x Abu Dhabi, UAEFriday 28 July 2017

Instant Expert: The pompous poet Khalil Gibran

Poet or pretender? Khalil Gibran's allure endures 80 years after his death.

Float through any social event with M's fast facts. This week Alasdair Soussi looks at the life of Khalil Gibran, the Arab-American poet who died 80 years ago on April 10

THE BASICS As the creative forces go, Khalil Gibran was something of a whirlwind. A poet, artist, writer and philosopher, he packed in much during his tragically short 48 years.

THE MAN Born Gubran Khalil Gubran in the picturesque village of Bsharri, in northern Lebanon, on January 6, 1883, he emigrated to the United States at 12, settling in Boston with his mother and three siblings. His father, not the most dependable of men, stayed behind. Apart from an 1898-1902 return to Lebanon to further his education, and a stint studying painting in Paris some years later, he spent the rest of his life writing (in both Arabic and English), painting and philosophising in America. He eventually settled in New York, where he died in 1931. He is buried in his native Bsharri.

WHAT'S SO SPECIAL ABOUT HIM? Well. His English-language work of 1923, The Prophet, a collection of 26 prose poems, was second only to the Bible in terms of copies sold in 20th-century America. He is, by all accounts - and a fact owed largely to The Prophet - the third-best-selling poet of all time behind Shakespeare and Lao-Tzu. He was at the forefront of the Romantic revolution in Arabic literature. Is that enough?

SHY AND RETIRING? More narcissistic and self-obsessed. He also went down a storm at dinner parties where folk seemed to hang on his every word. Once at a dinner in New York, the maids failed to bring on one of the courses. When the lady of house went to see what the hold-up was, one of them explained: "But... how can we go about our business when Mr Gibran is talking? He sounds like Jesus." He seems to have been a bit of a fibber, too.

JUST LITTLE WHITE LIES? Not quite. Blame it on his artistic imagination if you will, but he told some real whoppers. Through Gibran's own prompting, the publicity for his first English-language book of 1918, The Madman, boasted that Auguste Rodin (yes, him) had described Gibran as the William Blake of the 20th century. He had met the French sculptor during his 1908-10 spell in Paris, but this stunning endorsement was never mentioned in any of the letters Gibran wrote from there to his close friend Mary Haskell, who resided in Boston. Similarly, in 1917, he told her that he had been shot by a Turkish agent while living in the French capital. However, his letters to her from that time strangely omit this incident.

AND THE CRITICS? In the English-speaking world, he's either loathed or loved. On its publication, The Prophet was given a lukewarm reception by the American press. Subsequent critiques include this line from a 1972 piece in The New York Times: "For those who have not read The Prophet then, I offer my envy and a parting word: don't." But, hey, you can't argue with the book's sales, which number in the millions.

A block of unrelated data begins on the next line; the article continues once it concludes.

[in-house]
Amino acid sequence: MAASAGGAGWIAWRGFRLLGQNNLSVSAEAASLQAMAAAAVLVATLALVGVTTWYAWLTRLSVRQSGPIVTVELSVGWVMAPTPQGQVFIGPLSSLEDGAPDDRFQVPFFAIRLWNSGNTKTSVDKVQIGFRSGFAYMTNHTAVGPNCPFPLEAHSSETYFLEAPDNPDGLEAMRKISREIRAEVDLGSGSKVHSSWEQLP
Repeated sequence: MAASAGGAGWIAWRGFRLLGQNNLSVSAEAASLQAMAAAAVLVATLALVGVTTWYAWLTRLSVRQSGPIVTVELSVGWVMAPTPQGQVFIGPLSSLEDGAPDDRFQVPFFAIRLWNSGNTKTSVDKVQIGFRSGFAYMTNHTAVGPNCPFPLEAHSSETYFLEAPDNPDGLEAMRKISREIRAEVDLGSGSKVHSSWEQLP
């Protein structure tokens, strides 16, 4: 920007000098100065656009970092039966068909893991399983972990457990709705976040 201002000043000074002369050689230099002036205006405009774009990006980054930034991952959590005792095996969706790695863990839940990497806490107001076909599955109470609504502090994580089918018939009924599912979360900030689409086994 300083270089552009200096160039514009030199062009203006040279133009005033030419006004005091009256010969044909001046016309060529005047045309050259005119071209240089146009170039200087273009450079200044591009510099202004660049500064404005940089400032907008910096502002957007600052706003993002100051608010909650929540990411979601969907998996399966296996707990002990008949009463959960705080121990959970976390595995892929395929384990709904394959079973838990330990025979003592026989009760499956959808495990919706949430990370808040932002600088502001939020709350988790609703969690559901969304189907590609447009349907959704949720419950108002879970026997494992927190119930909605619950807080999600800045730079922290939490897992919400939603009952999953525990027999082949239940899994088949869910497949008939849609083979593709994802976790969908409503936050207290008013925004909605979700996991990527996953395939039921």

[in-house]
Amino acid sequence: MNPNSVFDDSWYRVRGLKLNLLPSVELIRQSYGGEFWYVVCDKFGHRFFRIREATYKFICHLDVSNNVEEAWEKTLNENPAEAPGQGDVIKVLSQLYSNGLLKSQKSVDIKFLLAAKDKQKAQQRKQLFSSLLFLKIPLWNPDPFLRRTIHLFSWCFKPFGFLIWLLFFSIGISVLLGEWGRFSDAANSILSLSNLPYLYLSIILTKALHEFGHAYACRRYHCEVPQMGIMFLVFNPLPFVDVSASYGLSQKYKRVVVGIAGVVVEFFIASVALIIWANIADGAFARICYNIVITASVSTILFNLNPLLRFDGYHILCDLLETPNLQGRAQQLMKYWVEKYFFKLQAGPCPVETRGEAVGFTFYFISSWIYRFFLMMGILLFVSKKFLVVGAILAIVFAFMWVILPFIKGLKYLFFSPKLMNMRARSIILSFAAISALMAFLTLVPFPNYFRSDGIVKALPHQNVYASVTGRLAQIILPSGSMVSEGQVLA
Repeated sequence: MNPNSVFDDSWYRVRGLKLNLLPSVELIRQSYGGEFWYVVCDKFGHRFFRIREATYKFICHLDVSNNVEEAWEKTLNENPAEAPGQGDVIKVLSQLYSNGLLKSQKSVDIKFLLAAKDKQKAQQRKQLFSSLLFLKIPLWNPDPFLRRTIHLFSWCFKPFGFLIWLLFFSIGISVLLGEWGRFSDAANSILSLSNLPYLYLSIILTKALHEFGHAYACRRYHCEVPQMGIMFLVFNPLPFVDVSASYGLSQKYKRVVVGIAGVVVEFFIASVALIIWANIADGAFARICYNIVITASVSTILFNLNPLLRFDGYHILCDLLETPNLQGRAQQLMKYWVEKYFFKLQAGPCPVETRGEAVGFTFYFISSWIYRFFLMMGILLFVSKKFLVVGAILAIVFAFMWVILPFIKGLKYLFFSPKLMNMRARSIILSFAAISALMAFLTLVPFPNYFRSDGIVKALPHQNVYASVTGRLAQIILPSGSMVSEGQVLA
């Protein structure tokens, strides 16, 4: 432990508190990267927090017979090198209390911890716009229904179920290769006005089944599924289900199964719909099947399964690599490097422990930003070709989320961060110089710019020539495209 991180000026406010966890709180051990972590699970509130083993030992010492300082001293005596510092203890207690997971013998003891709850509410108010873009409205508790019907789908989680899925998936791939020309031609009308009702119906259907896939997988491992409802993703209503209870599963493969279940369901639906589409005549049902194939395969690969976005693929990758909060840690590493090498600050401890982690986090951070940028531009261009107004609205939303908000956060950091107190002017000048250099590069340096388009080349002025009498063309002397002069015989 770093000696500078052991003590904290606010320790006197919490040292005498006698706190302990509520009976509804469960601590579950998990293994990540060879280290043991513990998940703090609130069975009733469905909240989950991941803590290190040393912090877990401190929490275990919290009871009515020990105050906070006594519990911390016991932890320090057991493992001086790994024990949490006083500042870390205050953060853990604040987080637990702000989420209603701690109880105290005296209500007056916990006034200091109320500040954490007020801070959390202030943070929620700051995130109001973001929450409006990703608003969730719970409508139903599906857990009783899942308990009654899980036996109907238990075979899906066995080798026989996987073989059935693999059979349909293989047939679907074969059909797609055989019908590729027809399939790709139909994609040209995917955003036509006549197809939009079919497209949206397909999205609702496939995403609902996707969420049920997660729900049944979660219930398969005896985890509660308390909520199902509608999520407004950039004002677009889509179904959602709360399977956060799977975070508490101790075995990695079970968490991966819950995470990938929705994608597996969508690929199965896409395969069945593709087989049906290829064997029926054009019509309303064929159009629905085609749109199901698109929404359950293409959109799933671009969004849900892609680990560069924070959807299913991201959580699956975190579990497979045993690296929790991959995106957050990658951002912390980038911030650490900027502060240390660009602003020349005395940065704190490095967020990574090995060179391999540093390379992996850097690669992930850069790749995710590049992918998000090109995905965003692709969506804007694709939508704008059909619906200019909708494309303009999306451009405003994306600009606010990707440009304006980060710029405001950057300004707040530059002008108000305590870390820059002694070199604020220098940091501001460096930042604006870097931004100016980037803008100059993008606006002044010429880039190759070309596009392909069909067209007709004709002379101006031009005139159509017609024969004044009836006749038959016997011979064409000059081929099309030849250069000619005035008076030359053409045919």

MULTIPLE IDENTITIES Born in what was then strictly speaking Ottoman Greater Syria (which incorporated the lands we now know as Syria, Lebanon, Jordan, Israel, the West Bank and the Gaza Strip), this once famous American resident has been variously described as Syrian, Lebanese and Arab-American. It was the Syrian nationality that was most commonly bestowed on Gibran during his lifetime, not least because the so-called state of "Greater Lebanon" was not declared until 1920.

PEACE, MAN During the 1960s and 1970s Gibran went hippy. Indeed, sales of his books in the West rose notably during this period when peace and love were in the air. It is said that every self-respecting hippy had a copy of The Prophet - a book that Gibran himself summed up with the message, "You are far greater than you know, and all is well" - in his or her backpack.

 

Six things to know about Gibran

SHORT STUFF His intellect may have towered above others, but he stood just 5ft, 3in tall.

TRAGEDY Gibran suffered great personal loss. In 1902, his sister, Sultana, died of tuberculosis. His half-brother, Peter, died of the same illness in 1903, and his mother died of cancer just three months later.

BAD ADVERTISING The amazing sales of The Prophet are almost entirely due to word of mouth. The only time it was advertised, in the late 1920s, sales fell slightly.

CULT STATUS In 1965, Alfred A Knopf, the American publisher of Gibran's English-language books, had this to say about his illustrious client's appeal: "It must be a cult, but I have never met any of its members. I haven't met five people who have read Gibran."

BEATLES MANIA Gibran's words inspired the Fab Four's song Julia.

MARY, MARY Devotees of Gibran owe the American Mary Haskell a great debt. She was not only his good friend, but also his benefactress and editor. Without her influence and indulgence of his many foibles, the name Gibran might not have the global recognition it so enjoys today.